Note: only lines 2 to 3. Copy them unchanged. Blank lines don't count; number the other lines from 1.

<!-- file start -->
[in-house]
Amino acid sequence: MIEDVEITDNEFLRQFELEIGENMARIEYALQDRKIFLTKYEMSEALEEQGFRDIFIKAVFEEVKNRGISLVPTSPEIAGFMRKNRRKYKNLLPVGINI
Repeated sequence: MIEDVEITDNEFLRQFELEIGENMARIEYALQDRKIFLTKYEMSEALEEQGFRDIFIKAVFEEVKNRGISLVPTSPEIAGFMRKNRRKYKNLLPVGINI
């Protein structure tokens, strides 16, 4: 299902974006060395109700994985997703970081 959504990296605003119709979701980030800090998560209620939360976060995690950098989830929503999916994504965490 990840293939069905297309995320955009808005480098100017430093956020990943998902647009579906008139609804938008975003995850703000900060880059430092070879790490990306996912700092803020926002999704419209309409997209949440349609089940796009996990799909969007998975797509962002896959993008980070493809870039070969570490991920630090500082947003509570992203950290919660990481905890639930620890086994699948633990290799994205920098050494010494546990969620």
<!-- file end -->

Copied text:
Amino acid sequence: MIEDVEITDNEFLRQFELEIGENMARIEYALQDRKIFLTKYEMSEALEEQGFRDIFIKAVFEEVKNRGISLVPTSPEIAGFMRKNRRKYKNLLPVGINI
Repeated sequence: MIEDVEITDNEFLRQFELEIGENMARIEYALQDRKIFLTKYEMSEALEEQGFRDIFIKAVFEEVKNRGISLVPTSPEIAGFMRKNRRKYKNLLPVGINI